LIVESTOCK-Live cattle futures end mixed; feeders rise as corn prices falter
By Julie Ingwersen
CHICAGO, May 12 (Reuters) - U.S. live cattle futures closed mixed on Wednesday, with the benchmark June contract easing in a light round of profit-taking while robust beef prices continued to underpin the market, traders said.
Chicago Mercantile Exchange June live cattle futures settled down 0.025 cent at 118.600 cents per pound, retreating after a climb to 119.425 cents, a three-week top near the contract's 50-day moving average.
Back-months closed mostly higher, with August up 0.275 cent at 122.325 cents.
In the wholesale beef market, choice cuts rose by $2.71 on Wednesday to $315.08 per hundredweight (cwt), the highest in nearly a year, while select cuts rose $0.82 to $297.16 per cwt, according to the U.S. Department of Agriculture.
Analysts attributed the two-month climb in beef prices to the approach cwt of the U.S. summer grilling season, coupled with the reopening of restaurants following the coronavirus pandemic and consumers flush with U.S. government stimulus funds.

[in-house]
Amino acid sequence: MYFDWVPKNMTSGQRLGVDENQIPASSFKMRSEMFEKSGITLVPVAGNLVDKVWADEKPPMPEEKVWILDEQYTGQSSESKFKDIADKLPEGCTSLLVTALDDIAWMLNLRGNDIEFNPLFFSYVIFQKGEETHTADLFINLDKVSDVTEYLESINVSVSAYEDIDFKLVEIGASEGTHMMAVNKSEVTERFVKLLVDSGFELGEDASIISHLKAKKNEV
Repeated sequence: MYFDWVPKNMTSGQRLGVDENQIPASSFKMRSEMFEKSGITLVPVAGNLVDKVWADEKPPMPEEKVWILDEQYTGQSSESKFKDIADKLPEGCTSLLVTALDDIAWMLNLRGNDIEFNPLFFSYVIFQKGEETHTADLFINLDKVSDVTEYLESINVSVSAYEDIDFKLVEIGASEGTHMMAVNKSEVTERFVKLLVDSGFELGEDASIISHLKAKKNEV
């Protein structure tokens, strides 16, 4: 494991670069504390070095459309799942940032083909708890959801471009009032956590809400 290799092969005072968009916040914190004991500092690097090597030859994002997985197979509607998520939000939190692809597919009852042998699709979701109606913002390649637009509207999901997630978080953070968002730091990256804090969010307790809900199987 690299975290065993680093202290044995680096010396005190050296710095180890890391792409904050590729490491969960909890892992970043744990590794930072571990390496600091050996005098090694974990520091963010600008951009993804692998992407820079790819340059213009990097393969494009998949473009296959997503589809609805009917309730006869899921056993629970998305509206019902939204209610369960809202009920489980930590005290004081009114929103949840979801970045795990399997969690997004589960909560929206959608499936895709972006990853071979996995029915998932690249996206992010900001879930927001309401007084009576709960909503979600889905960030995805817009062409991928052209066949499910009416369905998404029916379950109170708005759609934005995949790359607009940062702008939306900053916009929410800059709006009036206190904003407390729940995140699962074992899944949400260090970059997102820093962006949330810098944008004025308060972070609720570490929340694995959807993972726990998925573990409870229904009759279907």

"Demand (for beef) is just off the charts," said Don Roose, president of Iowa-based U.S. Commodities. However, he cautioned, prices may cool soon as retailers finish stocking meat cases ahead of the U.S. Memorial Day weekend later this month and Fathers Day on June 20.
"Some of these (retail buying) programs might be coming to an end. The beef market feels like you're getting into areas where there is some resistance," Roose said.
Meanwhile, CME feeder cattle futures jumped 1% to a two-week high, buoyed by a setback in the corn market that eased concerns about rising costs for feedgrains.
August feeders settled up 1.675 cents at 150.525 cents per pound.
CME lean hog futures ended modestly higher, rebounding after a three-session slide on bargain-buying and tight U.S. supplies that have lifted cash hog prices, traders said.
CME June hogs settled up 0.850 cent at 112.025 cents per pound.
Traders await the USDA's weekly export sales report on Thursday that should detail sales of U.S. pork and beef in the week ended May 6. (Reporting by Julie Ingwersen, Editing by Sherry Jacob-Phillips)
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